Chalkney Restored- a milestone for England’s Ancient Woodlands


in Love Trees, News

by Rod Leslie


Yesterday, 8th December 2011, marks a milestone for England’s Ancient Woodlands…

At 11am Professor Oliver Rackham personally felled the last conifer in Chalkney Wood!

Professor Oliver Rackham fells the last conifer at Chalkney Wood, 8/12/2011!

Chalkney Wood near Earls Colne in north Essex is one of the ‘Lavenham Woods’ managed by the Forestry Commission that played a central role in the research that led to the concept of ‘Ancient Woodland’. Like so many other ancient woods, the Chalkney that Oliver wrote about in his seminal 1980 book ‘Ancient Woodland’ had been heavily planted with conifers by the Forestry Commission. Despite that he said that ‘Chalkney still gives one of the best impressions of medieval wood’.

Oliver Rackham leading a Field Studies Council course in Chalkney Wood in June 1988

I first visited Chalkney, with Oliver, in 1988. 3 years earlier thanks very largely to the work of Oliver Rackham and George Peterken forestry policy had changed dramatically to recognise the unique value of ancient woodland. However, the idea of actually removing conifers was quite revolutionary to the Forestry Commission and in what must be some of the earliest restoration in England local forester Simon Leatherdale had started some tentative felling along streams and ride sides.

Simon Leatherdale of the Forestry Commission who has spent over 20 years restoring the famous ‘Lavenham’ Ancient Woods

Today is the culmination of that early, cautious work. Simon has been working away ever since, gradually removing conifers. All the work has been done at a profit and by local ‘Higglers’, small scale forestry contractors. Support within the Forestry Commission has come and gone over that time: there were still people who saw felling immature trees as sacrilege.

A ‘Higgler’ – a small scale forestry contractor – at work removing conifers in the Lavenham Woods. Here few broadleaves survived but coppice regrowth quickly re-establishes native species.

His work has been even more significant than simply restoring these very special woods: in 1985 both Oliver and George talked about woods ‘destroyed’ by conifer shading.  Of Chalkney Oliver said in 1980 ‘ the native vegetation partly destroyed’.

Coniferised Ancient Woodland – dense Corsican Pine shades out the ground flora in Chalkney wood

Most of us would have agreed at the time: how could ground flora recover when the forest floor was quite bare apart from a carpet of conifer needles ? However, as Simon let the light back in, sometime by thinning, sometimes by felling, it became clear to Oliver that the woodland’s regenerative capacity was far greater than anyone had guessed. In fact today it would take a real expert to identify that many of the earliest restorations had ever had a conifer on them. The discovery gave new impetus to the restoration programme as it became clear that it really was possible to return to something close to the original ancient woodland.

Early restoration: conifers removed from one of the wet flushes in Chalkney wood in 1988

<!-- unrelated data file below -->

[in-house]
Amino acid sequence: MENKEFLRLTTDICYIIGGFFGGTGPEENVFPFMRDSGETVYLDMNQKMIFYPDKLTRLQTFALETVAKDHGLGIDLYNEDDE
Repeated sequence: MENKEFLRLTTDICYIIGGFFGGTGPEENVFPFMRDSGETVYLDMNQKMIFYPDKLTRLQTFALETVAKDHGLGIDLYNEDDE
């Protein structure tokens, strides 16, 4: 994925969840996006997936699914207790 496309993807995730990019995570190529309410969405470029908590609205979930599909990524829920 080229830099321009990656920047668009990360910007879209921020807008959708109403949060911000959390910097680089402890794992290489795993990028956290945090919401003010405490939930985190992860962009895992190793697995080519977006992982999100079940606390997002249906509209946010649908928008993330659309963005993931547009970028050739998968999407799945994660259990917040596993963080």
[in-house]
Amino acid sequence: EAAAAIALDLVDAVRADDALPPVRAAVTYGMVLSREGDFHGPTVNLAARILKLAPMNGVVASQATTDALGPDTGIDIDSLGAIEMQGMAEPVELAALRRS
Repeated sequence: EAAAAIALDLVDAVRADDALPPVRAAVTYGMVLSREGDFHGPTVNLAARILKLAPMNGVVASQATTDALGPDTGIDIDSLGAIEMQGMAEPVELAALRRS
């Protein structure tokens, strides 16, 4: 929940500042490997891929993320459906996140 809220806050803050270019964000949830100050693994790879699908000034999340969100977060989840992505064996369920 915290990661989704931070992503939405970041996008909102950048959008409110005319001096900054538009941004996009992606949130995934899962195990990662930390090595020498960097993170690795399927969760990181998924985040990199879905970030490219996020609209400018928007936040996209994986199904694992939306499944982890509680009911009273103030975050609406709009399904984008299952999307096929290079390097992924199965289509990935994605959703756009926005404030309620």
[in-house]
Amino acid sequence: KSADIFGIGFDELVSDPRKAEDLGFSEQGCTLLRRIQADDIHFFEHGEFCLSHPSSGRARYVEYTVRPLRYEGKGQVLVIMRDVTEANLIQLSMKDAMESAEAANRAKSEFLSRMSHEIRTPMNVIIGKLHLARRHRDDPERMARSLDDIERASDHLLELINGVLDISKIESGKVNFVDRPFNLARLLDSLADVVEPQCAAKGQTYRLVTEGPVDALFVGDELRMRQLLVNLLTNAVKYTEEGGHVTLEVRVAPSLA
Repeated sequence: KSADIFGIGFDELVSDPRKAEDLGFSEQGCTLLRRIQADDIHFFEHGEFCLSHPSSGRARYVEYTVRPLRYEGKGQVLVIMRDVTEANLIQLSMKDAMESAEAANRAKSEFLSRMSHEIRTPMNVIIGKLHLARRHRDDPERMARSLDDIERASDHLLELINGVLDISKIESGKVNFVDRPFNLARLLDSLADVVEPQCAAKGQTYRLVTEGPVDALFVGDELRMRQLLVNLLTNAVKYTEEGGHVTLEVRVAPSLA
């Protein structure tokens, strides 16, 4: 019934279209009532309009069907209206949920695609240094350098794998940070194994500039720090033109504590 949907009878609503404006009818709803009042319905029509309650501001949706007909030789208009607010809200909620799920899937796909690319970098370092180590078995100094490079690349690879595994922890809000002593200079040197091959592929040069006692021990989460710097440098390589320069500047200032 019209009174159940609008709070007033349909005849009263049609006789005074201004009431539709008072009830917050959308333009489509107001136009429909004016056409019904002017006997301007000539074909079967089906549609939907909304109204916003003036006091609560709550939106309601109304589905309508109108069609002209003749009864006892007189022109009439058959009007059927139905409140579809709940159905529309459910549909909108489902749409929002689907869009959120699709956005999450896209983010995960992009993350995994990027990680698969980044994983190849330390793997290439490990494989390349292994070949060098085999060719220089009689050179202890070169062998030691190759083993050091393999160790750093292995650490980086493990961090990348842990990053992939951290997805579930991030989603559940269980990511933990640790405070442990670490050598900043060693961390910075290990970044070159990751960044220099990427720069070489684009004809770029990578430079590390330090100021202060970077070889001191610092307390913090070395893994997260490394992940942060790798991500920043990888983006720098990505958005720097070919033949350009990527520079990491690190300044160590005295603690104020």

Early restoration: Conifers thinned out from amongst surviving broadleaves along a rideside. As of today not one conifer is left in Chalkney.

200 acre Chalkney is the quintessential Rackham wood: it is a ‘Pry Wood’ – Pry an ancient name for small-leaved lime. Largely ignored because of it’s absence from the pollen record, in recent times lime has been recognised as a key ancient woodland species. Chalkney is complex: as well as lime there is hornbeam, ash/maple/hazel, oak standards and even two wild service stools. The soils are acid sands and loess but calcareous springs feed the valleys.

Chalkney’s cultural history matches its ecological complexity. A Roman-British road dissects the wood which is still surrounded by intact medieval woodbanks. Once used for keeping ‘wild swyne’, probably after the extinction of true wild boar, there are early 17th century records of wood sales showing that lime bast, the bark used for making rope, was as valuable as the timber itself.

Professor Oliver Rackham, having a rest on the last conifer to be felled at Chalkney Wood, 8/12/2011



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Christopher Neilan January 9, 2012 at 12:47

The article doesn’t say that about a third of Chalkney was never coniferised, was bought by and has for many years been managed by Essex County Council as coppice with standards. Their part of the wood is (still) richer in wildflowers, particularly anenomes and bluebells, but the TC part has recovered astonishingly, as the author says.
I was told that some of the credit goes to the earlier generation of foresters, who should have poisoned the old trees, but chose not to, and hence their roots and perhaps the seed bank remained viable to regenerate when the opportunity arose- which they have done spectacularly.

Roderick Leslie January 14, 2012 at 17:45

Christopher, you are quite right and I apologise if what I wrote misled at all – and Essex CC deserve credit for their conservation of their third ! It is very clear where the boundary lies in Oliver’s book because there is a full vegetation map for the Essex third and then large blanks of ‘vegetation obscured’ on the FC side. It’s great to hear that although the Essex side is still best, as you’d expect, the FC side is recovering so well. From when I was there a lot of the FC side was very pure conifer – but as we’ve seen at Chalkney and equally in Northants the seed bank can survive 50 odd years of no light and no regeneration.

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